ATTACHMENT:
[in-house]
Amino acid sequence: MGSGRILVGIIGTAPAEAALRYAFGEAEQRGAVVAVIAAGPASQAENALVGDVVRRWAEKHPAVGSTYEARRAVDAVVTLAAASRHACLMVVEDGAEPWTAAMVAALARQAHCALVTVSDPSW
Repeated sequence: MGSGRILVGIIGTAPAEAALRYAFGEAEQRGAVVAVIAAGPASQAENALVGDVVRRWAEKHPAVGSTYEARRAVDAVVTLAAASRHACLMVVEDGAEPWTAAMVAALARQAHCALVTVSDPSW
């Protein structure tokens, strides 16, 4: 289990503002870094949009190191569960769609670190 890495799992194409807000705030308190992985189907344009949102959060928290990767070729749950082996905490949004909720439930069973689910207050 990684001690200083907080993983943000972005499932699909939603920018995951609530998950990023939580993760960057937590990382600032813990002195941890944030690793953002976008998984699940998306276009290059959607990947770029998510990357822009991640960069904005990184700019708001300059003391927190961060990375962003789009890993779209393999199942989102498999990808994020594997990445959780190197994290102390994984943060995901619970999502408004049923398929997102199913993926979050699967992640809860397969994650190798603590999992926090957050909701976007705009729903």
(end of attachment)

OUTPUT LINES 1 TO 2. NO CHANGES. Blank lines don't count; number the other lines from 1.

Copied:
[in-house]
Amino acid sequence: MGSGRILVGIIGTAPAEAALRYAFGEAEQRGAVVAVIAAGPASQAENALVGDVVRRWAEKHPAVGSTYEARRAVDAVVTLAAASRHACLMVVEDGAEPWTAAMVAALARQAHCALVTVSDPSW